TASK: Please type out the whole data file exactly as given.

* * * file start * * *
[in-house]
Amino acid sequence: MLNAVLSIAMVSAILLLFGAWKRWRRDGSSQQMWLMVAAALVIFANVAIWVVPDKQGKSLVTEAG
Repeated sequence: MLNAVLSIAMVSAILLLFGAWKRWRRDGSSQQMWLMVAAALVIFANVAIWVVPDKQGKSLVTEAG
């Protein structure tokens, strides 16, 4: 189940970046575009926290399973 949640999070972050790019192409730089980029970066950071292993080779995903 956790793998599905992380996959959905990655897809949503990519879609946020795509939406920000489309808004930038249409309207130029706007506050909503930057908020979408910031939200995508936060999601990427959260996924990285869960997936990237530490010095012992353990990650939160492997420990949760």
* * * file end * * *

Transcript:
[in-house]
Amino acid sequence: MLNAVLSIAMVSAILLLFGAWKRWRRDGSSQQMWLMVAAALVIFANVAIWVVPDKQGKSLVTEAG
Repeated sequence: MLNAVLSIAMVSAILLLFGAWKRWRRDGSSQQMWLMVAAALVIFANVAIWVVPDKQGKSLVTEAG
């Protein structure tokens, strides 16, 4: 189940970046575009926290399973 949640999070972050790019192409730089980029970066950071292993080779995903 956790793998599905992380996959959905990655897809949503990519879609946020795509939406920000489309808004930038249409309207130029706007506050909503930057908020979408910031939200995508936060999601990427959260996924990285869960997936990237530490010095012992353990990650939160492997420990949760």